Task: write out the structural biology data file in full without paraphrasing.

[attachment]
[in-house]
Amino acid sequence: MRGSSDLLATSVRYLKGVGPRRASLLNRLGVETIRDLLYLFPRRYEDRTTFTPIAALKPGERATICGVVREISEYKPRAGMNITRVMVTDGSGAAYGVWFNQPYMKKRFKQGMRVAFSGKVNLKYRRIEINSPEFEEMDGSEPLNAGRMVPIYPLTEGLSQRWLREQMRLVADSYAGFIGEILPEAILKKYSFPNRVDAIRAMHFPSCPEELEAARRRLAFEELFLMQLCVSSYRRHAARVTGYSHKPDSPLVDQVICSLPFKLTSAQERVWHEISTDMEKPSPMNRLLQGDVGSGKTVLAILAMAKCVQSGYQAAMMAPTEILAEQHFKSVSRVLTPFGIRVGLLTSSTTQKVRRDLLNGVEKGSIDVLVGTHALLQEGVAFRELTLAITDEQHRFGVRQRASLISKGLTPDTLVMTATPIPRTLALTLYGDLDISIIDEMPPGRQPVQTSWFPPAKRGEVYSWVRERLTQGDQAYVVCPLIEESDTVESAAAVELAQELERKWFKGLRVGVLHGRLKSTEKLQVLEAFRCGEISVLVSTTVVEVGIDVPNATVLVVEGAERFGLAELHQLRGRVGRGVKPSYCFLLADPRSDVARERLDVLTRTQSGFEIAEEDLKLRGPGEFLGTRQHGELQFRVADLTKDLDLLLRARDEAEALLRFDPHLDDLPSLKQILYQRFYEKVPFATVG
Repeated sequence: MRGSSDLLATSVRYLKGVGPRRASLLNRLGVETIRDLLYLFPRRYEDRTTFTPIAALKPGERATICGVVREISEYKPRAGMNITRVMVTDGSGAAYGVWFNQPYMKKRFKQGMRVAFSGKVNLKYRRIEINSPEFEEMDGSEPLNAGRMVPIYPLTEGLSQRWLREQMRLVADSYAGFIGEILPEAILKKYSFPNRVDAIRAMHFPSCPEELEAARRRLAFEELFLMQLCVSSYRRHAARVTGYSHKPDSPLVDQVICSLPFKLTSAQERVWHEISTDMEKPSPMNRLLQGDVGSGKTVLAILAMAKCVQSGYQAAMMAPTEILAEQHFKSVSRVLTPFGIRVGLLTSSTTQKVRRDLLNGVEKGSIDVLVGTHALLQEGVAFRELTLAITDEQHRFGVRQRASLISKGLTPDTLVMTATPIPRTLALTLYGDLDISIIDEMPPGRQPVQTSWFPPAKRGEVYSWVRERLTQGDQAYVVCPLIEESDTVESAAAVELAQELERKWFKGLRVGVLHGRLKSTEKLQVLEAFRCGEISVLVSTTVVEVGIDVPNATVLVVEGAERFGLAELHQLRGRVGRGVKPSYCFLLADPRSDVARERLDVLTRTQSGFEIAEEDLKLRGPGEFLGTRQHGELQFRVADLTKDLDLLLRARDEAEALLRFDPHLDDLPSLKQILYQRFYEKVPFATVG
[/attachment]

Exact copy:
[in-house]
Amino acid sequence: MRGSSDLLATSVRYLKGVGPRRASLLNRLGVETIRDLLYLFPRRYEDRTTFTPIAALKPGERATICGVVREISEYKPRAGMNITRVMVTDGSGAAYGVWFNQPYMKKRFKQGMRVAFSGKVNLKYRRIEINSPEFEEMDGSEPLNAGRMVPIYPLTEGLSQRWLREQMRLVADSYAGFIGEILPEAILKKYSFPNRVDAIRAMHFPSCPEELEAARRRLAFEELFLMQLCVSSYRRHAARVTGYSHKPDSPLVDQVICSLPFKLTSAQERVWHEISTDMEKPSPMNRLLQGDVGSGKTVLAILAMAKCVQSGYQAAMMAPTEILAEQHFKSVSRVLTPFGIRVGLLTSSTTQKVRRDLLNGVEKGSIDVLVGTHALLQEGVAFRELTLAITDEQHRFGVRQRASLISKGLTPDTLVMTATPIPRTLALTLYGDLDISIIDEMPPGRQPVQTSWFPPAKRGEVYSWVRERLTQGDQAYVVCPLIEESDTVESAAAVELAQELERKWFKGLRVGVLHGRLKSTEKLQVLEAFRCGEISVLVSTTVVEVGIDVPNATVLVVEGAERFGLAELHQLRGRVGRGVKPSYCFLLADPRSDVARERLDVLTRTQSGFEIAEEDLKLRGPGEFLGTRQHGELQFRVADLTKDLDLLLRARDEAEALLRFDPHLDDLPSLKQILYQRFYEKVPFATVG
Repeated sequence: MRGSSDLLATSVRYLKGVGPRRASLLNRLGVETIRDLLYLFPRRYEDRTTFTPIAALKPGERATICGVVREISEYKPRAGMNITRVMVTDGSGAAYGVWFNQPYMKKRFKQGMRVAFSGKVNLKYRRIEINSPEFEEMDGSEPLNAGRMVPIYPLTEGLSQRWLREQMRLVADSYAGFIGEILPEAILKKYSFPNRVDAIRAMHFPSCPEELEAARRRLAFEELFLMQLCVSSYRRHAARVTGYSHKPDSPLVDQVICSLPFKLTSAQERVWHEISTDMEKPSPMNRLLQGDVGSGKTVLAILAMAKCVQSGYQAAMMAPTEILAEQHFKSVSRVLTPFGIRVGLLTSSTTQKVRRDLLNGVEKGSIDVLVGTHALLQEGVAFRELTLAITDEQHRFGVRQRASLISKGLTPDTLVMTATPIPRTLALTLYGDLDISIIDEMPPGRQPVQTSWFPPAKRGEVYSWVRERLTQGDQAYVVCPLIEESDTVESAAAVELAQELERKWFKGLRVGVLHGRLKSTEKLQVLEAFRCGEISVLVSTTVVEVGIDVPNATVLVVEGAERFGLAELHQLRGRVGRGVKPSYCFLLADPRSDVARERLDVLTRTQSGFEIAEEDLKLRGPGEFLGTRQHGELQFRVADLTKDLDLLLRARDEAEALLRFDPHLDDLPSLKQILYQRFYEKVPFATVG